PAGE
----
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Dash of That Stainless Steel Slotted Spoon -- 1 Piece


Dash of That Stainless Steel Slotted Spoon
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Dash of That Stainless Steel Slotted Spoon -- 1 Piece

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Dash of That Stainless Steel Slotted Spoon Description

  • Perfect for Kitchen to Table Prep & Serve
  • Hole In Handle For Easy Storage
  • Durable Stainless Steel Contruction
  • Easy To Clean
  • Comfortable Handle with Timeless Design Appeal
  • Dishwasher Safe

 There's no such thing as too many cooks in the kitchen when it's just me, myself, & I.

*These statements have not been evaluated by the Food and Drug Administration. This product is not intended to diagnose, treat, cure, or prevent any disease.

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How to Meal Prep With Intuitive Eating in Mind

If you’ve read up on the emerging concept of intuitive eating, you may be familiar with how this mindset and behavior shift surrounding food can make a huge difference in nearly every aspect of your health. Overhead View of Prepared Containers of Food on Wood Cutting Board to Represent Meal Prep Tips | Vitacost.com/blog A big part of intuitive eating is listening to your body and learning to make decisions based on the cues it gives you, and not on rigid diet rules. It may therefore seem like intuitive eating and meal prepping can’t coexist, yet this doesn’t have to be the case. Keep reading to learn how to combine the structure of meal prepping with the flexibility of intuitive eating to reap both of these benefits and more.

How meal prep fits in with intuitive eating

Meal prepping comes with a lot of benefits, and it can be a super helpful tool in your journey towards becoming an intuitive eater. Many people view meal prep as a rigid way of eating, though, and assume that whatever is prepped or planned must be eaten in a specific timeframe and according to a strict plan. However, meal prep doesn’t have to be about dieting, weight loss, or rigid rules at all. It’s not about controlling the food, but enjoying it. When done correctly and with the right mindset, meal prepping can help you build trust with food and gain confidence in your ability to feed yourself well. The freedom that comes along with that will help you build a positive relationship with food...which is something that everyone can benefit from! Straying from dieting and towards intuitive eating doesn’t mean that there can’t be any structure around meals and eating time. However, it is essential to do it in a way that promotes flexibility and allows you to still listen to your body’s cues and desires. Meal planning and prepping can actually be a powerful tool in making peace with food (which is the third principle of intuitive eating). Getting to this place takes time, though, and meal prepping may not be appropriate for you if you don’t yet trust yourself at mealtimes. Once you have some practice working through the intuitive eating principles, consider following some of the tips below to learn how to incorporate meal prepping with intuitive eating.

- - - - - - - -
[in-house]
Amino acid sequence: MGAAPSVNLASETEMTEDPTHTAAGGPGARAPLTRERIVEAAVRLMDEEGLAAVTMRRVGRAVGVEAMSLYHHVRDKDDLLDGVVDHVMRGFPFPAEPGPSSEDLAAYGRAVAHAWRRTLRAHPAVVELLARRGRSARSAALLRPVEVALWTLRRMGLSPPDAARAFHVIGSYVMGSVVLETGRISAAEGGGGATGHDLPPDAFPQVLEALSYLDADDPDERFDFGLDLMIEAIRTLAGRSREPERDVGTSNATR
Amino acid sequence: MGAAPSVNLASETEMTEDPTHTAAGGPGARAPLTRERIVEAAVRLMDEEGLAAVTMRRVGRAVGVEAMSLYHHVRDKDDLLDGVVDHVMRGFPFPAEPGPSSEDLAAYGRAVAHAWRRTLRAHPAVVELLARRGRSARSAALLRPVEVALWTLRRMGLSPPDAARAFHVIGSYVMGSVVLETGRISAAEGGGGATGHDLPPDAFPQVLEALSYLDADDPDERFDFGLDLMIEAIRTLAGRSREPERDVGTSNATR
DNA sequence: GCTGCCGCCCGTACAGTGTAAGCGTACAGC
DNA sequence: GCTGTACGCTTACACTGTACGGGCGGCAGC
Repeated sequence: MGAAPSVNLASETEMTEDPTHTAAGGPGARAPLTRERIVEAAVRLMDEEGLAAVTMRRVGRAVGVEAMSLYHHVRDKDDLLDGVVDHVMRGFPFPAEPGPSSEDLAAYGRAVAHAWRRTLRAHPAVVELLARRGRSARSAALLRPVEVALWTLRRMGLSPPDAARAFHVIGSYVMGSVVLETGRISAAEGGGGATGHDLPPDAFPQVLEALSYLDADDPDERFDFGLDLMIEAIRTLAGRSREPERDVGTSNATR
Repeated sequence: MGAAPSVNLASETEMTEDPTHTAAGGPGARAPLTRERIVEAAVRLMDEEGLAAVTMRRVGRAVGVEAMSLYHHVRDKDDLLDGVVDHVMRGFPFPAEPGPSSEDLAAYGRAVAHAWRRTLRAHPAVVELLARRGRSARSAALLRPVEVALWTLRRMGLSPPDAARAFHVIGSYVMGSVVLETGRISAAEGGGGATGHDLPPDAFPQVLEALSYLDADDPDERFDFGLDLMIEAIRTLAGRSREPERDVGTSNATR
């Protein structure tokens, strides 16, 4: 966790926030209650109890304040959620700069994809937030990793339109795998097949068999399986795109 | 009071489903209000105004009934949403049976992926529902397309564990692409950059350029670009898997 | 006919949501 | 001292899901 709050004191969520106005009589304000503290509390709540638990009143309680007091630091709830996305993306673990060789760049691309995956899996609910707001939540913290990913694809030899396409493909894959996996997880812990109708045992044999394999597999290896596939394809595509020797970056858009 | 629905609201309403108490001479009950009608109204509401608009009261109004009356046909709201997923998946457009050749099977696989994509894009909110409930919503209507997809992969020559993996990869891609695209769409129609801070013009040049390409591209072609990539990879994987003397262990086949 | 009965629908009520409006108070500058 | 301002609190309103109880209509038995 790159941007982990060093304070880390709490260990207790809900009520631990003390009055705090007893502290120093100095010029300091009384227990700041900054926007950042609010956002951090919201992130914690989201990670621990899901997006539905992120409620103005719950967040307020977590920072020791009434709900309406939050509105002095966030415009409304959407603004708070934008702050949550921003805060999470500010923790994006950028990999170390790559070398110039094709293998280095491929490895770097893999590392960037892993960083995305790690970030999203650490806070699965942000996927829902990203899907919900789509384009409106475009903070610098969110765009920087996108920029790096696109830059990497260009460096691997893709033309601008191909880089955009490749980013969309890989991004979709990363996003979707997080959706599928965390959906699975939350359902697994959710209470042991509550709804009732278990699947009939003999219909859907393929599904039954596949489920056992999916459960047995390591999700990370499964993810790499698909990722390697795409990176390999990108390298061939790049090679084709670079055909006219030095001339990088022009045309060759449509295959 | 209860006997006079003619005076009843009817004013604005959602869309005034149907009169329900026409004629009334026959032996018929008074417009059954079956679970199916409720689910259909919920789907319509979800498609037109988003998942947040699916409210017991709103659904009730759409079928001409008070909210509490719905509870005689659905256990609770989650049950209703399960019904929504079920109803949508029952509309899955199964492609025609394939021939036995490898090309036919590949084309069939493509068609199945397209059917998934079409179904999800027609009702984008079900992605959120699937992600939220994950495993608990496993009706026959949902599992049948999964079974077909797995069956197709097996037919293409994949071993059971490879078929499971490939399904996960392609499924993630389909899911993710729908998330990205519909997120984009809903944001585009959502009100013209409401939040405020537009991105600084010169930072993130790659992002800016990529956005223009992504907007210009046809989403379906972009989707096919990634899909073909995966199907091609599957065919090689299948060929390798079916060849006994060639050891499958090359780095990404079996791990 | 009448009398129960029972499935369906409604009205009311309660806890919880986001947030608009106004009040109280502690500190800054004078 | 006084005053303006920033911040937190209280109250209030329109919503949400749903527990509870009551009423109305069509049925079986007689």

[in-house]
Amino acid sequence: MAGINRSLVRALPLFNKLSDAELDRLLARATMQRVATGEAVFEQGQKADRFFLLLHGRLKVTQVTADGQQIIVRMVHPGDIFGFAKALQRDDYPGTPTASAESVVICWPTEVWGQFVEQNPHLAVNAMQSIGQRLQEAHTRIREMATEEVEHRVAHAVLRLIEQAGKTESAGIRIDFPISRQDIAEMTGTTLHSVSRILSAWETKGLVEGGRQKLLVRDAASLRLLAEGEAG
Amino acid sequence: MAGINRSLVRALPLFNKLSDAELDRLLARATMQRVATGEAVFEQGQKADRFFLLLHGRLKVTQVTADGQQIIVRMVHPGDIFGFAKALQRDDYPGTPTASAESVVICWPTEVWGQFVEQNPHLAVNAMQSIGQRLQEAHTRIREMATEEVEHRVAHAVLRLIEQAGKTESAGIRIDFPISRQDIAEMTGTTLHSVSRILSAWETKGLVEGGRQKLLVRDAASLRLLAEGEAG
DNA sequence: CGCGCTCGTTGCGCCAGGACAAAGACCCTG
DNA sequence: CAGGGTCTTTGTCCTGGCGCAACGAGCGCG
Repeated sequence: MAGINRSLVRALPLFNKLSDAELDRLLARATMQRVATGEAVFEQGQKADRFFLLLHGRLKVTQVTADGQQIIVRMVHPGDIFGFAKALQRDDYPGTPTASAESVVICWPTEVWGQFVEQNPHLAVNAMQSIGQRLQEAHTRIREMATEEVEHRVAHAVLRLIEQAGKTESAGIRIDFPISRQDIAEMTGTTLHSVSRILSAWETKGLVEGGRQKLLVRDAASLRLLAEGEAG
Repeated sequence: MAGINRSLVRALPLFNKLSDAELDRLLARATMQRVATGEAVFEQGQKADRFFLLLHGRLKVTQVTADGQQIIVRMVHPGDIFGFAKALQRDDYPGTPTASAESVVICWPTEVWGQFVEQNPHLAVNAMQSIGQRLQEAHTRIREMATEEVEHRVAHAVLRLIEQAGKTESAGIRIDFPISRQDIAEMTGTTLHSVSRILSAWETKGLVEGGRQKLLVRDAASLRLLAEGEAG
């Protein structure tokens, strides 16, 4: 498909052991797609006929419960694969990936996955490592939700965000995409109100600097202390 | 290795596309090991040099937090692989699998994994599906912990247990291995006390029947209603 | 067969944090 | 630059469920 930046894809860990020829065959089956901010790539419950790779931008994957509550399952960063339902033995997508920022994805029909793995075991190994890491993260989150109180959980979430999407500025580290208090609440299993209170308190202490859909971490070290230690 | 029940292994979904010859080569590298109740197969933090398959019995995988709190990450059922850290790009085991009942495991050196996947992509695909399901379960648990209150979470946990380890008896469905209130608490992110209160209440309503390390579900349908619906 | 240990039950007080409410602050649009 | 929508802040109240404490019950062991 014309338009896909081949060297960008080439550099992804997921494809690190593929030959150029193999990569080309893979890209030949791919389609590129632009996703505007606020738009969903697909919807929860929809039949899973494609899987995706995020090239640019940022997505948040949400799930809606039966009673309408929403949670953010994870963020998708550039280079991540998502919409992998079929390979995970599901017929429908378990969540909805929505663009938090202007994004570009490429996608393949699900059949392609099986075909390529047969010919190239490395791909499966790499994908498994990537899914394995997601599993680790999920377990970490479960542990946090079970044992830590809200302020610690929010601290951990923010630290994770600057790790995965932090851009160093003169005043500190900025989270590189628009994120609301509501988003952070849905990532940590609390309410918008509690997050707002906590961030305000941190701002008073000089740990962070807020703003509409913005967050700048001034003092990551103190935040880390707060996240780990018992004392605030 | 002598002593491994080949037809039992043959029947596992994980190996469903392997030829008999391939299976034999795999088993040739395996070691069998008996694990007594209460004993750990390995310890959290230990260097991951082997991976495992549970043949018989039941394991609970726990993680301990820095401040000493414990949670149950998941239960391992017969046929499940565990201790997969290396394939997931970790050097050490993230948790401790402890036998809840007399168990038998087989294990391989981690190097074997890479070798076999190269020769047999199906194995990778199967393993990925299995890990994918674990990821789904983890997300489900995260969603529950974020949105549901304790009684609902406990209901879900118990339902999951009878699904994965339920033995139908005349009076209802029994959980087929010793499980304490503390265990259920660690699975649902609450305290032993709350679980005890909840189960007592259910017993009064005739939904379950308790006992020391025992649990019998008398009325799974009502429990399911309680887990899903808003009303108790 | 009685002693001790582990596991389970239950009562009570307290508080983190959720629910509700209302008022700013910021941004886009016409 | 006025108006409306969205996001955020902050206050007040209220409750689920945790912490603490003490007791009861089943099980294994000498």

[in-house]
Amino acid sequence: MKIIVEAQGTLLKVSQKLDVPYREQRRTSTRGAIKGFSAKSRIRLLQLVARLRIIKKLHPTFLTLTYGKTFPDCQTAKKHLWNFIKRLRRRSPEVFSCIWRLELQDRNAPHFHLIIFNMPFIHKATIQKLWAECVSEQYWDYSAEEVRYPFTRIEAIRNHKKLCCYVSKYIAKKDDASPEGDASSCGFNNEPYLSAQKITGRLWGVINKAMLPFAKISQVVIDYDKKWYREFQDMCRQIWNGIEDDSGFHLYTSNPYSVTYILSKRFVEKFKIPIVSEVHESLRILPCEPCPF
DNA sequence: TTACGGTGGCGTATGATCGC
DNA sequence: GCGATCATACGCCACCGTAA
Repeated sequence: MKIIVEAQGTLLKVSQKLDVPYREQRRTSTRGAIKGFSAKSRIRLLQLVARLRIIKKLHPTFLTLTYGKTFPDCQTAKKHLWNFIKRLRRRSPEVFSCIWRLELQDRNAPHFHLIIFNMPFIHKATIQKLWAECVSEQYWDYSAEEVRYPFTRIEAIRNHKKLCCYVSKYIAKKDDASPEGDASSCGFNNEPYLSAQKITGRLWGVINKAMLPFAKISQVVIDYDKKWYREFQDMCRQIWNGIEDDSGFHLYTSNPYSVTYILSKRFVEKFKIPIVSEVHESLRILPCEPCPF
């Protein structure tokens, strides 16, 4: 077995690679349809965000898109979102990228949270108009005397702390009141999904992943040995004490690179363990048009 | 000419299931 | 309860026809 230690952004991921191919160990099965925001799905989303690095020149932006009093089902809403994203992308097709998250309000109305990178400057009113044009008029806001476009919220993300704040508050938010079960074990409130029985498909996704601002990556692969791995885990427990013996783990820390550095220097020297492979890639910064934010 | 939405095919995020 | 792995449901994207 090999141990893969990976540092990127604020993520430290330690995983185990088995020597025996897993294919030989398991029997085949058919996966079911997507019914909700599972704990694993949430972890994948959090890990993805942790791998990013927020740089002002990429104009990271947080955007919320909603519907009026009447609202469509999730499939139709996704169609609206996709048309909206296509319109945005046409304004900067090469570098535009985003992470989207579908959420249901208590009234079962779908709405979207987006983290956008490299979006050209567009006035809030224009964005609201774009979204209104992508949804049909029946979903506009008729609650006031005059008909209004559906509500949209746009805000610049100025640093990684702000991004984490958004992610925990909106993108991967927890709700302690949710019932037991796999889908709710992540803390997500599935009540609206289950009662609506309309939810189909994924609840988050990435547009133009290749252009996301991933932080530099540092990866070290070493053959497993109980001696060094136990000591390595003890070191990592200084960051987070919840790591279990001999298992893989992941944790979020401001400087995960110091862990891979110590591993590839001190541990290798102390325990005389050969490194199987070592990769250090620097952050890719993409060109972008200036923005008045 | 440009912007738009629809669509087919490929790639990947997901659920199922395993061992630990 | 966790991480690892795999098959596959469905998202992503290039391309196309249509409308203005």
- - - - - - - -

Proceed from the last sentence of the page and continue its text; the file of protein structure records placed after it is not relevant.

Meal prep tips for intuitive eating

1. Understand your reasons.

The goal with meal prepping should never be to have full control over your food or to make sure that everything meets specific health criteria. While setting yourself up to make balanced and healthy choices is definitely a positive thing, it needs to come from a place of genuine desire and self-love, and not fear, rules, or punishment. Positive examples of reasons to meal prep might include saving time and money, making yourself more likely to make food choices you’re comfortable with, easing stress, gaining confidence in the kitchen and reducing food waste.

2. Ask yourself what you really like.